Women, love your hearts

Consumer Reports News: May 24, 2010 04:59 PM

The leading cause of death for women in the U.S. is not breast, colon, or lung cancer, but heart disease. Each year, more than 400,000 women have heart attacks and, alarmingly, the majority (64%) never experience the classic symptoms.

In the movies and on TV, heart attacks tend to be sudden and intense, but in real life they usually start slowly, with mild pain or discomfort. Women in particular often delay getting help because they are less likely than men to experience the typical chest-clutching pain. While smokers and women with diabetes are at especially high risk, heart attacks also occur in women without any traditional risk factors.

The good news is that myself and many experts, like Walter Willett M.D., Dr.P.H, a nutrition expert and professor at the Harvard School of Public Health, feel that most heart attacks can be prevented by lifestyle modification of risk factors, heart testing, and medical therapies. Here is a quick guide to primary prevention, which includes learning of risks factors, recognizing symptoms, and making lifestyles changes that can dramatically improve the health of your heart.

RISK FACTORS: These include a family history of heart disease, high blood pressure, diabetes, smoking, obesity, poor diet, lack of exercise, dyslipidemias (high cholesterol and high triglycerides), and possibly chronic anxiety, depression, stress, and lack of social support. It is important to note that 20 percent of woman experiencing heart attacks do not have any of these risks.

SYMPTOMS: As with men, the most common symptom in women is chest discomfort, including pain, pressure, squeezing, or a feeling of fullness in the center of the chest. The pain or discomfort may radiate to one or both arms, the back, neck, jaw, or stomach. Women are more likely then men to experience sudden shortness of breath, even without chest discomfort, and a cold sweat, lightheadedness, or nausea.

SCREENING TESTS: Blood work to check lipid values for cholesterol and triglycerides, blood sugar for diabetes, anemia, or thyroid conditions. EKG (basic electrocardiogram) for high-risk patients and stress testing and cardiac catheterization for those with heart symptoms.

MEDICAL/SURGICAL: If you are diagnosed with these conditions, your doctor may initiate secondary prevention with medication to lower your blood pressure, cholesterol, or blood sugar. In advanced cases you may require surgical intervention such as angioplasty with the placement of a coronary stent or heart bypass surgery. You may also be placed on blood thinners to reduce clotting risks. Ask your doctor if a daily aspirin is appropriate for you. Studies show a substantial reduction in repeat heart attacks when taking daily low-dose aspirin.

Now let’s go over three important lifestyle changes you can make at home to prevent heart disease and optimize your heart health!

1. Nutrition/Diet. Multiple studies have confirmed the benefit of the Mediterranean or anti-inflammatory diet which can help to prevent the buildup and rupture of plaques in the coronary arteries by lowering cholesterol and chronic inflammation. The focus of this diet is on whole grains, legumes, nuts , fruits, vegetables, fish, and use of garlic and olive oil. The idea is to limit the intake of saturated fats and processed foods; too much of these increase your LDL (bad) cholesterol, and increase sodium and sugar ingestion while lowering the needed daily fiber and nutrients for general health. Fish like salmon and sardines are especially valued with their high contents of omega 3 fatty acids, vitamin D, and many other heart healthy nutrients. Whole soy, nuts and beans are excellent protein, fat, and fiber alternatives to animal meat. I would urge you to learn more about the Mediterranean Diet and discuss with your doctor if it's a right choice for you.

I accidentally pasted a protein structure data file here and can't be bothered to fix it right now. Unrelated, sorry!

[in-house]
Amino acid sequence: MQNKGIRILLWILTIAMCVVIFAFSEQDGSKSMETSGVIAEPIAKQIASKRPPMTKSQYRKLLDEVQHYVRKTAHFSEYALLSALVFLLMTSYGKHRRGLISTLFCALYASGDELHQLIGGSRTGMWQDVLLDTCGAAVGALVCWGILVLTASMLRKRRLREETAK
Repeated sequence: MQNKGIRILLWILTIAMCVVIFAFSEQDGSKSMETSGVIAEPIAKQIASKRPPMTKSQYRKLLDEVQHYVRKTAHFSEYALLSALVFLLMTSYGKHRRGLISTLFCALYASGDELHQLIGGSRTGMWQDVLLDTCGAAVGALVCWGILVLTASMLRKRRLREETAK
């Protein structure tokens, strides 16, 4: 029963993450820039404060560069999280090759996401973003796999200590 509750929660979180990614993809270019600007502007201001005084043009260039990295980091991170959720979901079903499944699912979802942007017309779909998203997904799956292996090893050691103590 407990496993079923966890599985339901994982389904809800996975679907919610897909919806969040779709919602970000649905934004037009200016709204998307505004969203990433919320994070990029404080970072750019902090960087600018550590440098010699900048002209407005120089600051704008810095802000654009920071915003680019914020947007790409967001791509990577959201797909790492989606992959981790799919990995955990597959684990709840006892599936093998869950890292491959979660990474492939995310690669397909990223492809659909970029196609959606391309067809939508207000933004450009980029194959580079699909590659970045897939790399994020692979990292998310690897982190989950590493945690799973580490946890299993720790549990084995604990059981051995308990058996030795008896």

2. Exercise. Sedentary lifestyle or lack of physical activity is clearly another risk factor for a heart attack. Most experts recommend 30-45 minute daily of aerobic activity and light weight-training. Brisk walking, treadmill work, or elliptical training will all provide similar results. The key is recognizing that your heart is a muscle that needs daily "toning." If you have any of the risk factors or are over 50 years of age, ask your doctor before embarking on an exercise program. If you are more than 30 percent overweight, I would recommend a consult with a health coach expert in nutrition and exercise.

3. Mind/Body. Chronic stress and depression must be addressed and managed. They have been shown to be significant contributors to heart disease. I would begin by learning simple breath work exercises such as those available on many CDs. Learning mindfulness meditation, and self-hypnosis can also be very empowering and beneficial. Various forms of yoga, Tai Chi, and Pilates may also help. Acupuncture offers some benefits as well. Finally seeing a psychologist or psychiatrist who can offer valuable discussion and effective medication are excellent resources. If you smoke, your chances of quitting are greatly increased by a multiple approach, which include any of these options mentioned above.

As a woman use that marvelous intuition: Listen to your body and listen to your heart.

Joseph Mosquera, M.D., Integrative Health Expert

For answers to all your questions about heart disease risks, prevention, and treatment, take a look at our special section on heart health.

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